Astellas Institute for Regenerative Medicine

About us

At the Astellas Institute for Regenerative Medicine (AIRM), we are investigating novel pluripotent stem cell-derived therapeutic products that have the potential to rejuvenate, regenerate and replace damaged tissues. Our goal is to develop “off-the-shelf” cell-based therapies that can be used in any patient. Our lead program is in the ocular space, with a developmental pipeline encompassing innovative therapies that can be used in many other therapeutic areas, including cancer, autoimmune conditions and vascular diseases. Our new 262,000 square foot, state-of-the-art facility allows us to combine both our research and manufacturing capabilities in the same complex, giving us the means to develop new treatments while scaling manufacturing for future commercialization needs.

Our Approach

In creating cell therapy products, AIRM focuses on advancing solutions for which our scientists have translated cell engineering technologies into therapeutics and connecting them to diseases where we can address significant unmet needs of patients.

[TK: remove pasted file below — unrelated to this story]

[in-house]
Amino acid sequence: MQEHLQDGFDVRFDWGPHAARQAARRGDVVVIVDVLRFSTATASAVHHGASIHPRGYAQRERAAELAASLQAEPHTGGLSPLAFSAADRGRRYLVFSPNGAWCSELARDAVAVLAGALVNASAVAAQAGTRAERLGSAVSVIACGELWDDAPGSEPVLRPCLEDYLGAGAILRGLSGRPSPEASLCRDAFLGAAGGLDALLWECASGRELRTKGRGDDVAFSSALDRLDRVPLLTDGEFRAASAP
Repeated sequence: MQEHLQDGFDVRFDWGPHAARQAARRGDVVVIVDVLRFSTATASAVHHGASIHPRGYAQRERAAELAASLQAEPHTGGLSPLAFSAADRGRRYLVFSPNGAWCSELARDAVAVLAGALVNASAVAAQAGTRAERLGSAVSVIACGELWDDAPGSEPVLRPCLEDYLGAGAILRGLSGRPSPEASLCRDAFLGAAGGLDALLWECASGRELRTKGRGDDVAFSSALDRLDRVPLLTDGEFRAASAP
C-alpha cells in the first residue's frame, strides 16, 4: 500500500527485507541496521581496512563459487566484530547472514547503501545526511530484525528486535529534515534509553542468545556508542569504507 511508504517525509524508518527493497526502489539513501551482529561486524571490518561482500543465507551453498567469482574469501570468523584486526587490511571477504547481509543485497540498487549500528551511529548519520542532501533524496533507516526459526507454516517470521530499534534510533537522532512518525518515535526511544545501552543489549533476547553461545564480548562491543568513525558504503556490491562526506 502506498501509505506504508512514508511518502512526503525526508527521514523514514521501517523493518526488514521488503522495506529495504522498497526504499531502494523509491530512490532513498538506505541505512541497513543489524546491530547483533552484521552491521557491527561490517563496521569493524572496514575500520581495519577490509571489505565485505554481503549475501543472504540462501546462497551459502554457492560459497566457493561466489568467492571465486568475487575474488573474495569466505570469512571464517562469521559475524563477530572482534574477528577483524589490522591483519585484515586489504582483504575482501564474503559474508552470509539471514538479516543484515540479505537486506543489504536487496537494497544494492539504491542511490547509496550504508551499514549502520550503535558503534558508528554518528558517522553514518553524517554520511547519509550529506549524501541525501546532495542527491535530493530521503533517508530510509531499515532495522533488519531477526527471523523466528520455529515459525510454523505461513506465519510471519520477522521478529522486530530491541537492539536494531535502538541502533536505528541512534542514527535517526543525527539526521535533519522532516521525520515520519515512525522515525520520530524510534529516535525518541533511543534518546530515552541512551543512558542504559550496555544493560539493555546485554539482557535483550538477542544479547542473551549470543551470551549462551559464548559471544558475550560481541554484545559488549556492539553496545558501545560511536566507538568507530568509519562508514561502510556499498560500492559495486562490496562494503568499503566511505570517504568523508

In the area of ocular diseases, we are applying cell therapy to potentially treat back-of-the-eye diseases in patients who are at high risk of going blind. This new therapeutic approach offers hope for patients whose diseases cannot be adequately treated with existing therapeutic approaches. Among the ocular diseases we are pursuing are acute macular degeneration, glaucoma, and retinitis pigmentosa.

Another key area of focus for us is innovative cell therapies for cancer. For example, we are developing CAR-NK and CAR-T cell therapies, which are changing the treatment landscape for cancer by training the body’s immune-system to help kill cancer cells. Allogeneic CAR cell therapies, which, if successful, could offer unprecedented potential for treating many types of cancers. However, this approach is not without its challenges. These “immuno-oncology” based CAR cell therapies require a suite of advanced technologies to design and manufacture them with properties of safety, tumor targeting, and cytotoxic activity, as well as the ability to be engineered for off-the-shelf production with an efficient manufacturing process. With the multiple advanced technologies and the collaboration of our cell therapy teams at Astellas, are developing novel treatment options for patients with various type of tumors.

Following these two leading areas and based on our solid scientific and technological expertise, we are expanding our target therapeutic areas, to include autoimmune and vascular-related diseases. AIRM is continuously striving to deliver value to patients who are suffering from incurable diseases.

For more information, please click Blindness & Regeneration and Immuno-Oncology. Or learn how you can partner with us in Cell Therapy here.

Status of Cell Therapy Platform Utilization in each PF


Masahide Goto, Ph.D.


Masahide Goto, Ph.D.